Mastering file searches on Linux

There are many ways to search for files on Linux systems and the commands can be very easy or very specific -- narrowing down your search criteria to find what just you're looking for and nothing else. In today's post, we're going to examine some of the most useful commands and options for your file searches. We're going to look into: quick finds more complex search criteria combining conditions reversing criteria simple vs detailed responses looking for duplicate files There are actually several useful commands for searching for files. The find command may be the most obvious, but it's not the only command or always the fastest way to find what you're looking for.To read this article in full or to leave a comment, please click here

What’s behind the Linux umask?

The Linux umask setting plays a big role in determining the permissions that are assigned to files that you create. But what's behind this variable, and how do the numbers relate to settings like rwxr-xr-x?First, umask is a setting that directly controls the permissions assigned when you create files or directories. Create a new file using a text editor or simply with the touch command, and its permissions will be derived from your umask setting. You can look at your umask setting simply by typing umask on the command line.$ umask 0022 Where the umask setting comes from The umask setting for all users is generally set up in a system-wide file like /etc/profile, /etc/bashrc or /etc/login.defs — a file that's used every time someone logs into the system. The setting can be overidden in user-specific files like ~/.bashrc or ~/.profile since these files are read later in the login process. It can also be reset on a temporary basis at any time with the umask command.To read this article in full or to leave a comment, please click here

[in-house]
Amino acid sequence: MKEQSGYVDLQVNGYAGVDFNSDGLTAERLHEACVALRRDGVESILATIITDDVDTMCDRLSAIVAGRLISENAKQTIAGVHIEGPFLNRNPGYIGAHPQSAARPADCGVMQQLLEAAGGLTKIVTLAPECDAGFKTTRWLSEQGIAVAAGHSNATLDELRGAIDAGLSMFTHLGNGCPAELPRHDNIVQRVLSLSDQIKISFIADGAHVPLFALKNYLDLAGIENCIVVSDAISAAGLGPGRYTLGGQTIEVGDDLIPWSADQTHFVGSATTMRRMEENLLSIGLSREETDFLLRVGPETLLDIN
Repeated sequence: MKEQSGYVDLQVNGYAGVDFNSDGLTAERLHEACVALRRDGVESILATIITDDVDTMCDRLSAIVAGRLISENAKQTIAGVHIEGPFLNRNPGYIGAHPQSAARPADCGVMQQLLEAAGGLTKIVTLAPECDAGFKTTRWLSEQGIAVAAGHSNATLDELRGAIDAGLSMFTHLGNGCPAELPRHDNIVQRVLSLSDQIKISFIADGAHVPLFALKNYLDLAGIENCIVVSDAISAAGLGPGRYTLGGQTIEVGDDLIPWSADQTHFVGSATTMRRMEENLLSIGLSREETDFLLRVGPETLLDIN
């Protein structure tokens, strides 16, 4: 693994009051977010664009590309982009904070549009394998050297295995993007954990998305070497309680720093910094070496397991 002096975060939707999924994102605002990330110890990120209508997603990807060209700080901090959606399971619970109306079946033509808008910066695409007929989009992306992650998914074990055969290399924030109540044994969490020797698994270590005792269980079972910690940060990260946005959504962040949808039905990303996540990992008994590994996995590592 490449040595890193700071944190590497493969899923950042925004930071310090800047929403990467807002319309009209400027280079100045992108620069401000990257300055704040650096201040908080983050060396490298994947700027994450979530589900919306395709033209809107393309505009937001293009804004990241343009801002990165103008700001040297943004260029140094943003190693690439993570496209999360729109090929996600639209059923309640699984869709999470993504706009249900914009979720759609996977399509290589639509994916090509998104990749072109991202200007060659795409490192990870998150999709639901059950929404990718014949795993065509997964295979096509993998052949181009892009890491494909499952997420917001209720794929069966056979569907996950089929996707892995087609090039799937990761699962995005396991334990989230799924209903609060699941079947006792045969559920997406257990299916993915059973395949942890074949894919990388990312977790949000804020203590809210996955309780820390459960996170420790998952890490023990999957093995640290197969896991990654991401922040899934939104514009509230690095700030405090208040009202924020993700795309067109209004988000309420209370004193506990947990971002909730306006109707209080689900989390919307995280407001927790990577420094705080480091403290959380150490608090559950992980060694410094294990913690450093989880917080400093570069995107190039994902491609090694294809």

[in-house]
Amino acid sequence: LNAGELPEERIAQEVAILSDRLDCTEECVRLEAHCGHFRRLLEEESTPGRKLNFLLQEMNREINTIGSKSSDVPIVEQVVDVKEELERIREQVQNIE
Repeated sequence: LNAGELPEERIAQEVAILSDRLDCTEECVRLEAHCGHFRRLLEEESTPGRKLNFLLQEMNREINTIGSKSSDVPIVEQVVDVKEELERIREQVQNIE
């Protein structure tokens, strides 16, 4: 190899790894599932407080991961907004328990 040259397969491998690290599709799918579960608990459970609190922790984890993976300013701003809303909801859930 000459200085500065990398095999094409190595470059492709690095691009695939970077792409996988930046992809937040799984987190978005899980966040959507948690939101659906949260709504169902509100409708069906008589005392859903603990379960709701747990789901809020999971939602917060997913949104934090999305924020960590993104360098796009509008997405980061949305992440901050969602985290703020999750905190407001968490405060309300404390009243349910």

What’s behind the Linux umask

The umask setting plays a big role in determining the permissions that are assigned to files that you create. But what's behind this variable and how do the numbers relate to settings like rwxr-xr-x?First, umask is a setting that directly controls the permissions assigned when you create files or directories. Create a new file using a text editor or simply with the touch command and its permissions will be derived from your umask setting. You can look at your umask setting simply by typing umask on the command line.$ umask 0022 Where the umask setting comes from The umask setting for all users is generally set up in a system-wide file like /etc/profile, /etc/bashrc or /etc/login.defs -- a file that's used every time someone logs into the system. The setting can be overidden in user-specific files like ~/.bashrc or ~/.profile since these files are read later in the login process. It can also be reset on a temporary basis at any time with the umask command.To read this article in full or to leave a comment, please click here

What you need to know to manage Linux disks